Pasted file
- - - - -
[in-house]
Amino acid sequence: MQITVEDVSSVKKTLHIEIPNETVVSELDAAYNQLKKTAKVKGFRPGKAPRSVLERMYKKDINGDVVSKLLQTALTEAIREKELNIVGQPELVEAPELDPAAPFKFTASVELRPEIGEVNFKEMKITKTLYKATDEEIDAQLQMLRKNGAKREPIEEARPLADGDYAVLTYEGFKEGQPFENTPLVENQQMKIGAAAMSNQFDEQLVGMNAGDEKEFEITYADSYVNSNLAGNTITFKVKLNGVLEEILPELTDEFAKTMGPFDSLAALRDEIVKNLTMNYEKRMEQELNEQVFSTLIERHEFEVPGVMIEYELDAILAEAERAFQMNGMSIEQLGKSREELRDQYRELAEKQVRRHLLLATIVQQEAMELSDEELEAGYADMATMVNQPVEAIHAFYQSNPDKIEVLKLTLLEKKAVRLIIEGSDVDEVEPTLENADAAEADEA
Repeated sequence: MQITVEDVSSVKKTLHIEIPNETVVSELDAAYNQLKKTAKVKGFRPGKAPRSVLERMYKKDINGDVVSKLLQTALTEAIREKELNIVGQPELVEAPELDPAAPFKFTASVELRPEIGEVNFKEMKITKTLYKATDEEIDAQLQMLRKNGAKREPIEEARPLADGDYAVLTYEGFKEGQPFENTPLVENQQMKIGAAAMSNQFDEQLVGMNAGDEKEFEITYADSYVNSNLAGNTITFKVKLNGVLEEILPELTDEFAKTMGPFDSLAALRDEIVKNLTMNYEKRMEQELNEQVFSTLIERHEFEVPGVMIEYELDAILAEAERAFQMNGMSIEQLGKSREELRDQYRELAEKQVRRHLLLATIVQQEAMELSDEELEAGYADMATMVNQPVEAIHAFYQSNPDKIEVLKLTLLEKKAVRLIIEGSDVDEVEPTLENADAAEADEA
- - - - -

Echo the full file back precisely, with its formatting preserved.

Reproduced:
[in-house]
Amino acid sequence: MQITVEDVSSVKKTLHIEIPNETVVSELDAAYNQLKKTAKVKGFRPGKAPRSVLERMYKKDINGDVVSKLLQTALTEAIREKELNIVGQPELVEAPELDPAAPFKFTASVELRPEIGEVNFKEMKITKTLYKATDEEIDAQLQMLRKNGAKREPIEEARPLADGDYAVLTYEGFKEGQPFENTPLVENQQMKIGAAAMSNQFDEQLVGMNAGDEKEFEITYADSYVNSNLAGNTITFKVKLNGVLEEILPELTDEFAKTMGPFDSLAALRDEIVKNLTMNYEKRMEQELNEQVFSTLIERHEFEVPGVMIEYELDAILAEAERAFQMNGMSIEQLGKSREELRDQYRELAEKQVRRHLLLATIVQQEAMELSDEELEAGYADMATMVNQPVEAIHAFYQSNPDKIEVLKLTLLEKKAVRLIIEGSDVDEVEPTLENADAAEADEA
Repeated sequence: MQITVEDVSSVKKTLHIEIPNETVVSELDAAYNQLKKTAKVKGFRPGKAPRSVLERMYKKDINGDVVSKLLQTALTEAIREKELNIVGQPELVEAPELDPAAPFKFTASVELRPEIGEVNFKEMKITKTLYKATDEEIDAQLQMLRKNGAKREPIEEARPLADGDYAVLTYEGFKEGQPFENTPLVENQQMKIGAAAMSNQFDEQLVGMNAGDEKEFEITYADSYVNSNLAGNTITFKVKLNGVLEEILPELTDEFAKTMGPFDSLAALRDEIVKNLTMNYEKRMEQELNEQVFSTLIERHEFEVPGVMIEYELDAILAEAERAFQMNGMSIEQLGKSREELRDQYRELAEKQVRRHLLLATIVQQEAMELSDEELEAGYADMATMVNQPVEAIHAFYQSNPDKIEVLKLTLLEKKAVRLIIEGSDVDEVEPTLENADAAEADEA